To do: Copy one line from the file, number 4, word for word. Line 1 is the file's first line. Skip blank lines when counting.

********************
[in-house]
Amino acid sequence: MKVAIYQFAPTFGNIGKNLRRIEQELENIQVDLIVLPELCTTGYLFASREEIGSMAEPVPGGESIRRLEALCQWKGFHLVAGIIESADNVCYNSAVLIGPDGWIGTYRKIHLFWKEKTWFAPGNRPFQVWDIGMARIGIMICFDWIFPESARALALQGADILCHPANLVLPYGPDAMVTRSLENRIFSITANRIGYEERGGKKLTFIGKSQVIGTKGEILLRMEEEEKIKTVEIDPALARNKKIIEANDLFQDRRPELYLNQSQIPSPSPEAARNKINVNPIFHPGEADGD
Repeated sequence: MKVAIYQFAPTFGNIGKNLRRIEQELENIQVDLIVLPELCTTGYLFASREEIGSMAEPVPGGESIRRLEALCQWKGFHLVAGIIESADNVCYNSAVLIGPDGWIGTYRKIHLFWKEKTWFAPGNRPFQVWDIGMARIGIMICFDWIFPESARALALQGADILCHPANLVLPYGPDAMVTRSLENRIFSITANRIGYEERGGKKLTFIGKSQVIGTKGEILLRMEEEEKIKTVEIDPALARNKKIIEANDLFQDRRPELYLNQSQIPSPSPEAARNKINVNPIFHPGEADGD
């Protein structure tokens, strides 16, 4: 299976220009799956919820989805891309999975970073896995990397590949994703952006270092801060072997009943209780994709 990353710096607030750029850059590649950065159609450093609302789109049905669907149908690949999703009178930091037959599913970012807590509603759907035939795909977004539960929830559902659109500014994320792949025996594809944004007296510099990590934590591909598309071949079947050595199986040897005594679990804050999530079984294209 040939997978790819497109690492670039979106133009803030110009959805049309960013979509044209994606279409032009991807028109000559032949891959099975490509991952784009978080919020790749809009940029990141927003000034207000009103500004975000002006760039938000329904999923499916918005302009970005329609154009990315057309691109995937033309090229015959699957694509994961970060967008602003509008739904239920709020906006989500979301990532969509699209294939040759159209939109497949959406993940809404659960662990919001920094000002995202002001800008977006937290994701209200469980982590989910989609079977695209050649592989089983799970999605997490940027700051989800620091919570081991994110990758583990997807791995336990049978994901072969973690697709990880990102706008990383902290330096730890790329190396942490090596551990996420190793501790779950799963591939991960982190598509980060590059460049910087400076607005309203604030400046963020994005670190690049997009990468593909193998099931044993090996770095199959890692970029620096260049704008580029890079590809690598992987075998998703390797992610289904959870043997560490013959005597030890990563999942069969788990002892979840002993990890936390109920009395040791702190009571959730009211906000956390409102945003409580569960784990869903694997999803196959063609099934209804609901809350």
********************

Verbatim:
């Protein structure tokens, strides 16, 4: 299976220009799956919820989805891309999975970073896995990397590949994703952006270092801060072997009943209780994709 990353710096607030750029850059590649950065159609450093609302789109049905669907149908690949999703009178930091037959599913970012807590509603759907035939795909977004539960929830559902659109500014994320792949025996594809944004007296510099990590934590591909598309071949079947050595199986040897005594679990804050999530079984294209 040939997978790819497109690492670039979106133009803030110009959805049309960013979509044209994606279409032009991807028109000559032949891959099975490509991952784009978080919020790749809009940029990141927003000034207000009103500004975000002006760039938000329904999923499916918005302009970005329609154009990315057309691109995937033309090229015959699957694509994961970060967008602003509008739904239920709020906006989500979301990532969509699209294939040759159209939109497949959406993940809404659960662990919001920094000002995202002001800008977006937290994701209200469980982590989910989609079977695209050649592989089983799970999605997490940027700051989800620091919570081991994110990758583990997807791995336990049978994901072969973690697709990880990102706008990383902290330096730890790329190396942490090596551990996420190793501790779950799963591939991960982190598509980060590059460049910087400076607005309203604030400046963020994005670190690049997009990468593909193998099931044993090996770095199959890692970029620096260049704008580029890079590809690598992987075998998703390797992610289904959870043997560490013959005597030890990563999942069969788990002892979840002993990890936390109920009395040791702190009571959730009211906000956390409102945003409580569960784990869903694997999803196959063609099934209804609901809350």